We sit on barstools at the counter facing the large open window to Main Street’s foot traffic. Juice from the fish taco I’m devouring runs past my wrist and down my arm, I catch it with a napkin. You haven’t touched your quesadilla, but you have nearly finished your fries. I try to coax you into taking a bite, but you shake your head, your golden curls bounce, “I don’t like it.”
You give me a dimpled smile and sip your soda because you know I won’t make you eat it. I’m your Nonna and it’s not my job to enforce any rules. I indulge your every whim, spoiling you when we spend time together. Still, I’d rather give your parents a good report, tell them that you gobbled up your dinner. They’ll forgive me. A night out and free babysitting is worth an evening of poor food choices. I bribe you into taking a cheesy bite with the promise of ice cream if you eat at least half. Chewing slowly, you cock your head and ask, “What sound is that Nonna?”
You’re asking about the violin that plays. And though we cannot see him I know exactly who it is, a little boy, about nine years old. He performs outside the restaurant now and then. You kneel on the stool and lean forward as far as you can trying to catch a glimpse. But you’re too little to see beyond the window’s opening. I tell you if you eat two more bites we’ll go watch him play.
As you finish your quesadilla quota, I people watch. I recognize a young man, wild untidy hair frames his face. I see him often wandering around town, on the bike path and on the pier. His distinct slow shuffle makes him easy to spot even at a distance. When our paths cross he is always smiling, but not at me. His faraway eyes focus on no one, a look that says he’s listening to something in his head, something pleasant. I’m invisible in his world. He never responds to my greeting.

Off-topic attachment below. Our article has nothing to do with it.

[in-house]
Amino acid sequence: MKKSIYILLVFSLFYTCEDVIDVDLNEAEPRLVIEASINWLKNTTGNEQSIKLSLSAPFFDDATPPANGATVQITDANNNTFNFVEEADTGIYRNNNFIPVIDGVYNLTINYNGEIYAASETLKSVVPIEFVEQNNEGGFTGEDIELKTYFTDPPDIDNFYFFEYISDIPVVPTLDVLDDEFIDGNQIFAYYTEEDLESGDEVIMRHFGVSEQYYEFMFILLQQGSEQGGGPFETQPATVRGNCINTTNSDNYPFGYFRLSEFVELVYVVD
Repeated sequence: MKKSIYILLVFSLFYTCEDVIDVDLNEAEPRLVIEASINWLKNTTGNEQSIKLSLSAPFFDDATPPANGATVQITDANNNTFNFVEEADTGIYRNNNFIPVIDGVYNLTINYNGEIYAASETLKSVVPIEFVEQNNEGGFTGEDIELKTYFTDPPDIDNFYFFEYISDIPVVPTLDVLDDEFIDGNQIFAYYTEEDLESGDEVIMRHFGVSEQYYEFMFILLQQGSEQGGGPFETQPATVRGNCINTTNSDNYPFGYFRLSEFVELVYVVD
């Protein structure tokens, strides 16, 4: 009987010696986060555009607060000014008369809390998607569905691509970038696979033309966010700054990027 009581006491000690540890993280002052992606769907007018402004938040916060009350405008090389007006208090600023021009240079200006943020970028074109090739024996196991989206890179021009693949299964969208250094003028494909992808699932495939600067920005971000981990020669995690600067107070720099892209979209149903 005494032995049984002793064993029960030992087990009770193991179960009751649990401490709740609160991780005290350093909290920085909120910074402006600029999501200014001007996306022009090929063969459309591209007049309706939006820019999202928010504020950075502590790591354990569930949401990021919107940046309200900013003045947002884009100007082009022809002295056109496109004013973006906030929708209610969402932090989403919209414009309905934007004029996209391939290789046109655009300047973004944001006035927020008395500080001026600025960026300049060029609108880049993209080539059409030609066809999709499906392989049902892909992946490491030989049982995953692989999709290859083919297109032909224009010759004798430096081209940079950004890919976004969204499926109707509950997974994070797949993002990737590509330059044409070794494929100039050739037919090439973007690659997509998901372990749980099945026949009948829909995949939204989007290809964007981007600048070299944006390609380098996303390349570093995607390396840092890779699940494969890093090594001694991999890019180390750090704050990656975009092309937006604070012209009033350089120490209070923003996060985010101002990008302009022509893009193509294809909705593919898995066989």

But on this fall evening he is captivated by the music. He stops and stares toward the boy who plays so beautifully. Mesmerized, without shifting his gaze, he reaches into his pocket, retrieves two crumpled dollar bills and attempts to smooth them flat against his thigh. I notice a change in his expression, as though he is trying to place the boy or the music. I write a story in my head, perhaps he is remembering a life before he spent his days wandering.
The peaceful looks returns to his face, his appreciation for the music evident. He shuffles toward the violinist and drops the now folded bills into the open violin case with the other tips. A sweet gesture from someone who seemingly has nothing.
I look at you, my precious granddaughter. You’ve gone back to finishing those fries. I push your curls away from your food and your face and marvel at your perfection. I wonder about the young man with the faraway eyes. He is precious and perfect to someone I am sure. Someone who loves him as much as I love you.
Outside the last bits of sunlight disappear into the ocean as we listen to the violinist. I hold your hand as you dance. And beyond the small crowd that has gathered, I see the young man once more. I am reminded of the many unlikely teachers I have had in my life. He is one of them.